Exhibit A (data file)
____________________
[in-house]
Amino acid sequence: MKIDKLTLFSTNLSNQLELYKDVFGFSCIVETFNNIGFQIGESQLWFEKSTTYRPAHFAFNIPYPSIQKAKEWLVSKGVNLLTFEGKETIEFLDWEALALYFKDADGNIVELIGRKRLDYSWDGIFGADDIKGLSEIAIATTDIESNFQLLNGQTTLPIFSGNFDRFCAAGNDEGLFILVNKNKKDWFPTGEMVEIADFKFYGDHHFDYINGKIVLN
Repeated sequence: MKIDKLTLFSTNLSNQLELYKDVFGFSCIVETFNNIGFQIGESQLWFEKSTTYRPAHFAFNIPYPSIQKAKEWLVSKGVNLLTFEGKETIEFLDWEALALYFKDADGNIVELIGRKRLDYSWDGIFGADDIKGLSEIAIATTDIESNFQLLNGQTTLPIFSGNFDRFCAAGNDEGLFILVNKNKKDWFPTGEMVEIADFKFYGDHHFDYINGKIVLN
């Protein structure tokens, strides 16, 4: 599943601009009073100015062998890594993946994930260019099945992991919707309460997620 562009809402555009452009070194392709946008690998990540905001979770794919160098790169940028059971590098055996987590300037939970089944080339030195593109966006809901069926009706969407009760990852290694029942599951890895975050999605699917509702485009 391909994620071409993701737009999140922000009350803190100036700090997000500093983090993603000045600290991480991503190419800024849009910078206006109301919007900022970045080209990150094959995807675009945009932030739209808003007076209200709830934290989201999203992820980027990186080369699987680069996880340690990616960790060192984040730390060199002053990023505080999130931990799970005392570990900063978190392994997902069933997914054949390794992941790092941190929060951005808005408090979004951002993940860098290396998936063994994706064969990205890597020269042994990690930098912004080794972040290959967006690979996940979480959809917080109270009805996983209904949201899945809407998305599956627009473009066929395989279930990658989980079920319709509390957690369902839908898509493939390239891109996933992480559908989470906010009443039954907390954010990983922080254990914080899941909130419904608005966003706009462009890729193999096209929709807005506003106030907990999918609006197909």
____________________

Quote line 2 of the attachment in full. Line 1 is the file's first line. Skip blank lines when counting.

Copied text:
Amino acid sequence: MKIDKLTLFSTNLSNQLELYKDVFGFSCIVETFNNIGFQIGESQLWFEKSTTYRPAHFAFNIPYPSIQKAKEWLVSKGVNLLTFEGKETIEFLDWEALALYFKDADGNIVELIGRKRLDYSWDGIFGADDIKGLSEIAIATTDIESNFQLLNGQTTLPIFSGNFDRFCAAGNDEGLFILVNKNKKDWFPTGEMVEIADFKFYGDHHFDYINGKIVLN